Addie Vaughn, 61, had been putting off her regular mammograms. The COVID-19 pandemic made it hard for some people to keep up with their regular check-ups and health screenings, and Addie was no exception.
After some convincing from her primary care provider, Dr. Iyunoluwa Agboola, and her daughter, Addie got a mammogram. And then she got a phone call.
Agboola informed Addie she had stage 1 triple negative breast cancer, which is an aggressive type of cancer commonly diagnosed in Black women. Addie needed to start treatment right away, and Agboola helped her make appointments with an oncologist and a surgeon.
Treatment Journey & Support
“After my diagnosis, she had all the doctors aligned for me,” Addie said. “I didn’t have to call any doctors or do any research. (Dr. Agboola) was part of my support system and took the stress off my shoulders.”
Addie’s care team quickly arranged her treatments. About a month and a half after her diagnosis, Addie had a mastectomy to remove the tumor, followed by chemotherapy and radiation therapy to target the cancer cells that had already spread. Now, she’s been in remission for two years.
Addie credits her family and her doctors for being her incredible support system.
“My daughter and her in-laws were phenomenal,” Addie said. “My daughter was able to take me to all my appointments, stayed for every chemo treatment I had.”
Cost Should Not Be a Barrier to Care
At the time, Addie did not have health insurance. Because the cancer had spread to the lymph nodes, her oncologist Dr. Kate Lathrop insisted she start treatment regardless of coverage.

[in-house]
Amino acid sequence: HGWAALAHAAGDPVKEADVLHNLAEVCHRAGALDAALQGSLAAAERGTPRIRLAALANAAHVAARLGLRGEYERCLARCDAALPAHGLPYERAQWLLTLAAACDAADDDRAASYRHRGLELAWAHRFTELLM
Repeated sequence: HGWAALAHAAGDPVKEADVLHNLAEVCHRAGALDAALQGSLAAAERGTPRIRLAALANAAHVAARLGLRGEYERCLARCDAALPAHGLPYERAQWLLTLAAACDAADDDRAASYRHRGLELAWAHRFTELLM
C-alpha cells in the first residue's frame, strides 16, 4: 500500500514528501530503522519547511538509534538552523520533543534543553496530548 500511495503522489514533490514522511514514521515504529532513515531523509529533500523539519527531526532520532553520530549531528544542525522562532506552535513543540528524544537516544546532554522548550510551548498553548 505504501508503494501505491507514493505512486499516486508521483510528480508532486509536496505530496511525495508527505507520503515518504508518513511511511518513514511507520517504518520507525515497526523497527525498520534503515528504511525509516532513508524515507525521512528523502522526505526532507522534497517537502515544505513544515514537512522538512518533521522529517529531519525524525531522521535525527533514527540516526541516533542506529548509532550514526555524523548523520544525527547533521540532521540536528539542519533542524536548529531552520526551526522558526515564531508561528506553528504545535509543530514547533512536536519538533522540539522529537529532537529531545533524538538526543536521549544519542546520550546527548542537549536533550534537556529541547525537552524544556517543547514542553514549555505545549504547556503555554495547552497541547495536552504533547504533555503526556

Addie scheduled her chemotherapy treatments, and now thanks Lathrop for her guidance. The cancer did not continue spreading and Addie was able to obtain proper health insurance.
“There are no excuses to delay visits and screenings,” Addie said. “The best thing you can do is look for resources … and ask for payment arrangements because cancer is serious.”
Early Detection Saves Lives
Addie hopes her story inspires women to stay on top of their health screenings and schedule their regular mammograms. “If you don’t have a primary care provider, get one. And get yourself early screenings,” Addie said.
“This is one of the things I know saved my life,” Addie said. “If I would have waited to get my mammogram, I wouldn’t be able to tell my story. Early detection saves lives. It saved mine.”
Breast Health at University Health
Learn more about our breast cancer and breast health services at University Health.